However, this dyke also scarcely survived for 50 years; it collapsed at the same point during the second Katharinen flood on 25 November 1736, initially to 90 m and then to another 60 m. People reacted as they should have done in 1685, leaving almost 33 metres of good dyke standing and dyking both breaches, including the old Barvelsbruch of 1625 so that the last trace of the old Rathjenshörne disappeared.
Twenty years later, the new dyke broke over 100 metres in length during the Markus flood in October 1756, and the present Große Brack emerged. The high and low tides went in and out, and the torrent widened the Moorender Wettern, which at that time lay close behind the dyke to such an extent that it was over 70 feet deep [20.44 m]. There were four attempts in vain to dam it, but neither box sinking nor pile drivers were able to so. Then the Hanoverian Government ordered the pile driving at today's protective dyke, and after initial failure, the work succeeded, with over 500 workers and 25 Ewers (special type of a ship). The breach was closed in 1758. The dyke survived, although it suffered heavy damages in 1825 and later in 1855.
The shape of this largest Altländer Brack is easily explained by the history of its origins. The western part which is almost half a kilometre long and on average 60 to 80 m wide is the Moorender Wettern, which has been widened and deepened five times by ice drift. The shallow "Ellernbrack" in the south-east is located in the direction of the wind blowing from the north-west. If the tide had not been redirected by the bed of the Wettern, the full impact of the water masses would have reached the Este and probably drained the river there. In this way, only a shallow spur was formed, although the water floods that flooded the area poured up to the Este dyke.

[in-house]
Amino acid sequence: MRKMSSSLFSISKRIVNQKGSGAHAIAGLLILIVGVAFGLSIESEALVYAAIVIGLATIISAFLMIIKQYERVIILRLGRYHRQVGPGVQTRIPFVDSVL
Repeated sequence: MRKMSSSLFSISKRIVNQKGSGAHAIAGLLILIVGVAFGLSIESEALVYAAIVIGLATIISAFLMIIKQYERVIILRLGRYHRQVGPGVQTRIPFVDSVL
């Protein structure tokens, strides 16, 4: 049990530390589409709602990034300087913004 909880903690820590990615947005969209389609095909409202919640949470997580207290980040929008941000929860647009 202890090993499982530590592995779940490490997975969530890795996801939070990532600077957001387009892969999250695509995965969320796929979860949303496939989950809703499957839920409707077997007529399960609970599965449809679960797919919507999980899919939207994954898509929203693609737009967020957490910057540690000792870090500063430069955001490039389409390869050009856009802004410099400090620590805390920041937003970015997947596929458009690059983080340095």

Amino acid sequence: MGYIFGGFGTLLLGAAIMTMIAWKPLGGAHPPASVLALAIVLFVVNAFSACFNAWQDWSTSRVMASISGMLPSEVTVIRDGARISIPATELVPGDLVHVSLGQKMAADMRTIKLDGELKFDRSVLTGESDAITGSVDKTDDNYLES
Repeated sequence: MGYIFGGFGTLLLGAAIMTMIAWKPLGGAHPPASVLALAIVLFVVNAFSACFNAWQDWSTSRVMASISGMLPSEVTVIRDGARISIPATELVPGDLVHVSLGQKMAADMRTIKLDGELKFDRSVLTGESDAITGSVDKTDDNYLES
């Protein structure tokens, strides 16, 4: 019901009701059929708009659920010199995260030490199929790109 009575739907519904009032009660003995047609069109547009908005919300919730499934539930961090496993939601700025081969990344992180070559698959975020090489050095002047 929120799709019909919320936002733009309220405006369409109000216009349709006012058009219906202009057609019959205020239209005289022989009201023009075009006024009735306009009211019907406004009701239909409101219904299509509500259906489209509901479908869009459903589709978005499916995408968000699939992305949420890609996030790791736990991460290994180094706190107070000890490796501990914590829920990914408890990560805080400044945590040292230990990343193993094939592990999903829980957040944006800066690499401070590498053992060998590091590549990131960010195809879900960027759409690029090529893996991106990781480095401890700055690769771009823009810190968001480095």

The low height of the old dykes is often considered the cause of floods. This is not the case in the area of the great Brack. The Altländer Gräfen reported in 1685 that the broken dyke was so beautiful and strong that two wagons could have passed each other on the top of the dyke without causing any risk. Similarly, the dyke that broke in 1736 is said to have been a good 16 metres wide and almost 9 metres high at the bottom.
Whereas in earlier centuries dykes of such dimensions broke, while in other endangered places much weaker dykes withstood the impact of the water, it is obvious that the dyke rested on improper ground, which could be justified by the old mouth of the river Este which is assumed to be at this point.
The enormous quantities of quicksand that were poured over the area every time the tide came in are also remarkable. We are talking about at least 50 hectares of covered soil, even if according to the documents, whole mountains of sand were piled up and removed.
(Based on “Stumme Zeugen großer Katastrophen - Die Bracks im Alten Land und Buxtehude, revised version by Hans Peter Siemens ,Die Deichkolke des Kreises Jork’ ”, ISBN 978.3.00-055661-6)
The Große Brack (Great Brack)
The Große Brack is a testimony of the ongoing struggle of the Altländer against the threat of floods. In the area of Hinterbrack, Wellenstraße and towards Leeswig, observed from the sky, one can see how the plots of land are aligned with the old dyke lines of protective dykes, which often had to be rebuilt due to the repeated dyke breaches.
Today, the Große Brack is a biotope and nature reserve. The large area of water with reed areas, willows and alders is reminiscent of the original nature as we can imagine it from the time before the Hollerkolonisation.